The last tool I want to mention is called pixz, a parallel implementation of the xz compression tools. Although I haven’t tested it, xz supposedly produces the highest levels of compression, but probably at the cost of time (it takes longer to create) and computational resources (CPU and memory). Pixz follows the same pattern as the other parallel compression tools – it breaks the file into pieces and compresses each piece in parallel.

Before finishing the section on parallel compression tools, I want to point you to a good article that talks about how to make parallel tools the default on your system. This article, really a Q&A, gives a couple of solutions for using the parallel tools as defaults on the system, particularly when using tar; my personal favorite is aliasing the tar command:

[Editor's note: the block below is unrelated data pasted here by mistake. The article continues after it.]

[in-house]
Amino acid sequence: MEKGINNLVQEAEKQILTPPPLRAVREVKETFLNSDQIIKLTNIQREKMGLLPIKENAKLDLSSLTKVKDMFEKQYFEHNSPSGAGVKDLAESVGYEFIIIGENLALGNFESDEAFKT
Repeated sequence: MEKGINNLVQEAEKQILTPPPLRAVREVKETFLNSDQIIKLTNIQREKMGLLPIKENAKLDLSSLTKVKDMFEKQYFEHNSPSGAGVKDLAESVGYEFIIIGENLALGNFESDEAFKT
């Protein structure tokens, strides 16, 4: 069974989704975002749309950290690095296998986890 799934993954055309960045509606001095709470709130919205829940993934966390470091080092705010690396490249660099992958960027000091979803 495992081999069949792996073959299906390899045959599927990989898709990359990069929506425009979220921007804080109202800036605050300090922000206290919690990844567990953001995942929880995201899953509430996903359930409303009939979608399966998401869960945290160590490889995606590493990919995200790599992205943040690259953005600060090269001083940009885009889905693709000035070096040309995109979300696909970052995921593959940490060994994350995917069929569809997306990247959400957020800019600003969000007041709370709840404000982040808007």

alias tar='tar --use-compress-program=pigz'

This just adds the --use-compress-program option to the normal tar command. I like this approach rather than symlinks, because if I needed to go back to the serial version for some reason, I just change the alias in my .bashrc file and source it.

Parallel Tar

Speaking of tar, I looked high and low for some sort of parallel Tar project. The only possibility I found was mtwrite, which is not really parallel tar code, but rather a “helper” library. It intercepts the write calls from the normal tar command and spawns worker threads for those files. This allows unchanged tar commands to run in parallel. I have not tested this code, only read about it, but if you are daring enough, you might take a look.

Parallel Commands/Shells